Keep Everything COLD!!

Not only should the butter be cold, the water that you use should also be cold…actually ICE WATER is best! I measure out my water for the recipe and pop in a few ice cubes to make sure it’s as cold as possible.

You can even chill your bowl if you want!

You can even use frozen butter if you’re in a warm climate. This is a great trick and works perfectly, because if you are trying to make an all butter pie crust in a humid or warm place the butter can soften up pretty quickly, so just pop it in the freezer 30-ish minutes before you’re going to make your crust.

Make Sure To Cube Your Butter!

This step is super important! You can chill the butter before or after cubing…OR BOTH! Cubing the butter before you add it into the flour mixture speeds up the entire process, which is what you want. Making your dough needs to be quick! Remember you want those little pockets of butter throughout the dough and that won’t happen if the butter is warm, it will all melt together.

Think of it like this…throw a whole stick of butter into a bowl and get out your pastry cutter…how much longer is it going to take you mashing that entire stick of butter up into small pieces VS. if the butter was already cubed? Makes sense, right?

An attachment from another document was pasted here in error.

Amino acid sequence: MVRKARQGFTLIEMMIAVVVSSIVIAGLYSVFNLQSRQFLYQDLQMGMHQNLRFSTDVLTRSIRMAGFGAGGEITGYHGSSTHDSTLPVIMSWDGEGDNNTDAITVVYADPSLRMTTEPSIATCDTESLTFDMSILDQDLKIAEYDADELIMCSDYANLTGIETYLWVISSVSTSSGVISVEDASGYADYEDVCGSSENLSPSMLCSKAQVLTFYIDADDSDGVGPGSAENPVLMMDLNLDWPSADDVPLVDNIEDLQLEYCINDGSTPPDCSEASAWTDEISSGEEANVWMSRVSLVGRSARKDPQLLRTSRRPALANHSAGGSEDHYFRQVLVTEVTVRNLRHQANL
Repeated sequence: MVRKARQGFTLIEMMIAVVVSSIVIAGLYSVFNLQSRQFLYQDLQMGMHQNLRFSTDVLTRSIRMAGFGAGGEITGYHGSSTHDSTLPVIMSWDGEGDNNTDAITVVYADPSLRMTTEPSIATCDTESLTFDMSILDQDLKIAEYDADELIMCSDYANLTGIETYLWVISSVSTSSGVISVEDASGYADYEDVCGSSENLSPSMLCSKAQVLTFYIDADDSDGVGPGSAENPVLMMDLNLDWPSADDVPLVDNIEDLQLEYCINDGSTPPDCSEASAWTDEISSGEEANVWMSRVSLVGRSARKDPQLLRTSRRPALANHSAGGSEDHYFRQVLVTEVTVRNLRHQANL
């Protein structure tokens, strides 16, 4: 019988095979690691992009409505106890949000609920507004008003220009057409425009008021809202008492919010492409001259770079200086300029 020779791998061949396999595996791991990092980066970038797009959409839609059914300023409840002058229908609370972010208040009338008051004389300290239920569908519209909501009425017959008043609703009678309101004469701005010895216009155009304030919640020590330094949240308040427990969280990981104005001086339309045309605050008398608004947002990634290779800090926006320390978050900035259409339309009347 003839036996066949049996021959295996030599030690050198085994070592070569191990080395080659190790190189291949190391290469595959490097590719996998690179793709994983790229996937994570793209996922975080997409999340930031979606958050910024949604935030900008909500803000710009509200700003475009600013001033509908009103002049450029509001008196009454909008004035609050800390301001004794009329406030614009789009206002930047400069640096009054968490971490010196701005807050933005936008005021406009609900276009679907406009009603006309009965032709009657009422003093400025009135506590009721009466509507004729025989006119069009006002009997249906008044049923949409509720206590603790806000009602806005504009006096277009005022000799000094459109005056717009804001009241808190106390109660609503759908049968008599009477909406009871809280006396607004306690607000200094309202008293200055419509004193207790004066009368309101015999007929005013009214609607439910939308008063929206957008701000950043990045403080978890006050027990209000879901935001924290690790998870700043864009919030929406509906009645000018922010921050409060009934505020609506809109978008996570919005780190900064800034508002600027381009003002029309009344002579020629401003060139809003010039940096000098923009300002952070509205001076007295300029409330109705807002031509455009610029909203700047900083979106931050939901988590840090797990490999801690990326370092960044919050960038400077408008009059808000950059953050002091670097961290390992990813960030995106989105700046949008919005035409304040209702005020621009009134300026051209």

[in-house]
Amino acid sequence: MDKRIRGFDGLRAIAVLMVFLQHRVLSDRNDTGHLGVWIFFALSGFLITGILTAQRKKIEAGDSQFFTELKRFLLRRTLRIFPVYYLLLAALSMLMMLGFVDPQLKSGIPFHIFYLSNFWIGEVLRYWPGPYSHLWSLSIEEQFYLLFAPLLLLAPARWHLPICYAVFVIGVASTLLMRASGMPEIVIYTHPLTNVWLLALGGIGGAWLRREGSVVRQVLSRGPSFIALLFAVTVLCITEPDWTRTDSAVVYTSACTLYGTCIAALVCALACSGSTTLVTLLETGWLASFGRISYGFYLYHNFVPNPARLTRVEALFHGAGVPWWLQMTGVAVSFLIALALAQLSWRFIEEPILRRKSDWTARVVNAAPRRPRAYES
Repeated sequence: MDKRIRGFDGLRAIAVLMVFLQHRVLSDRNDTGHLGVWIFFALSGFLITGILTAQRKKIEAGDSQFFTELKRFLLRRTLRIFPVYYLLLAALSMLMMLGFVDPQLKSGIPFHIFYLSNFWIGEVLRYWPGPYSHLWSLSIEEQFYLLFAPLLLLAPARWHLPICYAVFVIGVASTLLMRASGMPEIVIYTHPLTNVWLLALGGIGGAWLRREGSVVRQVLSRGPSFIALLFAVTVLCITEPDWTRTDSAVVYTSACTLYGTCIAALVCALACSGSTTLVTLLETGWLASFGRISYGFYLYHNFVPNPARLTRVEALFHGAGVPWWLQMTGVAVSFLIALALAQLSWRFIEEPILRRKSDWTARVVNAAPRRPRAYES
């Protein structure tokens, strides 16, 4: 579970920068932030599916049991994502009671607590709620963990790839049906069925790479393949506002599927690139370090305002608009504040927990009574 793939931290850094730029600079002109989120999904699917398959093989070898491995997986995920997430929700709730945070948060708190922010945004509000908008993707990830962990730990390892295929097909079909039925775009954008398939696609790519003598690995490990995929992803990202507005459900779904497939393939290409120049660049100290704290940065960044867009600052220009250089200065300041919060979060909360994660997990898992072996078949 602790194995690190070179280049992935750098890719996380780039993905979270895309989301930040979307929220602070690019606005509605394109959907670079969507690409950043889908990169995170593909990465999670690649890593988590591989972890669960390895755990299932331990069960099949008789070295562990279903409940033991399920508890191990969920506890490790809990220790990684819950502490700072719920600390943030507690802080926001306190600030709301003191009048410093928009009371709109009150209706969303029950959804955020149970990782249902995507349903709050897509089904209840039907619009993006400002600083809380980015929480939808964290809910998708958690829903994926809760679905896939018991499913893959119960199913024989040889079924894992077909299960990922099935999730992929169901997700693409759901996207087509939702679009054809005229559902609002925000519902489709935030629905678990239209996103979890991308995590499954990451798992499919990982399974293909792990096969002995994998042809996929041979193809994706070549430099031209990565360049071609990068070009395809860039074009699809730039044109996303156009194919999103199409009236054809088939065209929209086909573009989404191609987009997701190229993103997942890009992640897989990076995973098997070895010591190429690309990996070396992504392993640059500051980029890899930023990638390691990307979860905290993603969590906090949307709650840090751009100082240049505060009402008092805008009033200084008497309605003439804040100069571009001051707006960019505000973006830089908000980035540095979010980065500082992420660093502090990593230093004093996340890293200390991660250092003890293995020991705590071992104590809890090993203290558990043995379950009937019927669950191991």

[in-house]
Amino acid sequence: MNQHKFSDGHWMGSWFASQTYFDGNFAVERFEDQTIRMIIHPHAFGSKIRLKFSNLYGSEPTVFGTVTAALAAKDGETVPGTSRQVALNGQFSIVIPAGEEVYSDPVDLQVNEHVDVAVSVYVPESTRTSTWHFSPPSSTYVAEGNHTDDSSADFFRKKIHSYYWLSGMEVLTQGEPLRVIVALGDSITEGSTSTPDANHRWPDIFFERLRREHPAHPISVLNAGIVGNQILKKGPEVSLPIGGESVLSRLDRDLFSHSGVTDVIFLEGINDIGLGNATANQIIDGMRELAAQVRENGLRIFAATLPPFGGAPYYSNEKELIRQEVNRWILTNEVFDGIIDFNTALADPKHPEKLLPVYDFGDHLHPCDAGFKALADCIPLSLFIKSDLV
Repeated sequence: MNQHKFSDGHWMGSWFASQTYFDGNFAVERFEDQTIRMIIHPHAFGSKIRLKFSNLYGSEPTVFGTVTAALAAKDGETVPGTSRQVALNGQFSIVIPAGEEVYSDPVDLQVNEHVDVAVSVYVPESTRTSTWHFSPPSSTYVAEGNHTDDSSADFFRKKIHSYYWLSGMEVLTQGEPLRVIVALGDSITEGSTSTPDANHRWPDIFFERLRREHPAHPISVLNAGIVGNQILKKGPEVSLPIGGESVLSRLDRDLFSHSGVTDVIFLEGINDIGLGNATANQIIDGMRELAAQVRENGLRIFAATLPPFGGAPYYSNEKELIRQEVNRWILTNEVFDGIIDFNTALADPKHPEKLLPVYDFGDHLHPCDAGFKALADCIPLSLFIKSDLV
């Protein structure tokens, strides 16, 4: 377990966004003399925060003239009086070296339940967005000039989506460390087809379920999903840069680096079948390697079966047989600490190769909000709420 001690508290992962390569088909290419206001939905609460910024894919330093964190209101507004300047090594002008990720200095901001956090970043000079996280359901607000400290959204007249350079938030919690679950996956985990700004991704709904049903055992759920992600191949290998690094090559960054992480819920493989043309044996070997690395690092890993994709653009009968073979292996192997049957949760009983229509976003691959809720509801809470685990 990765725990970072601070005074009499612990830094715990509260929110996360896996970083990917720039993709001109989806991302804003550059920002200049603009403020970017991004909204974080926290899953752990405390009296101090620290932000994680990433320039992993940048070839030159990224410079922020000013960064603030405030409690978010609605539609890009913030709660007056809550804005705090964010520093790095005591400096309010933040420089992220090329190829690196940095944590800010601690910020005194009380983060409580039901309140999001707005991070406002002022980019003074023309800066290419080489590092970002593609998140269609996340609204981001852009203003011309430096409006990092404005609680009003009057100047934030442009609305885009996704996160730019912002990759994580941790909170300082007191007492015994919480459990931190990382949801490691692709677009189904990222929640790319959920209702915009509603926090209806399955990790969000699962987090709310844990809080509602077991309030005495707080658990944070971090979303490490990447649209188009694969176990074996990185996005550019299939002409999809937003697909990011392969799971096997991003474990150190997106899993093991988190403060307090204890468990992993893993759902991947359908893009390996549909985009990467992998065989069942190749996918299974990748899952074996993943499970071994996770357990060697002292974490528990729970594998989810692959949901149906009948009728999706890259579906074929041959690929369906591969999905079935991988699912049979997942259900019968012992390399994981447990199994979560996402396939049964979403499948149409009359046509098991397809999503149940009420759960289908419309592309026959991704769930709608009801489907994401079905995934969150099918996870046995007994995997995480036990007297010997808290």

How To Make Pie Dough

What Type Of Flour Should You Use In Pie Crust?

I recommend using a high quality all purpose flour. I love Bob’s Red Mill Unbleached All Purpose Flour, but honestly, you can use whatever all purpose flour you have on hand and it will work!

You might ask why I don’t use pastry flour in my pie dough. I mean, I get the question because essentially a pie crust is a type of pastry. And when I tested pie crust with pastry flour, there is no denying that the crust was delicious and very tender, as pastry four has less protein than all purpose, BUT it didn’t hold up as a crust as well as the crust made with all purpose flour. If you are looking for a flaky, yet sturdy crust for your pie, I definitely recommend all purpose flour.

Rolling out pie dough with a rolling pin

How To Roll Out A Pie Crust (aka How To Make Your Pie Pretty!)

Rolling out a pie crust is pretty simple. Here are a few tips that I recommend for success:

  1. Allow your dough to chill for at least an hour before rolling it out. I always recommend this step because it gives the gluten in the flour a chance to relax before you start stretching it out more. My goal is always a flaky crust and I find this step helps!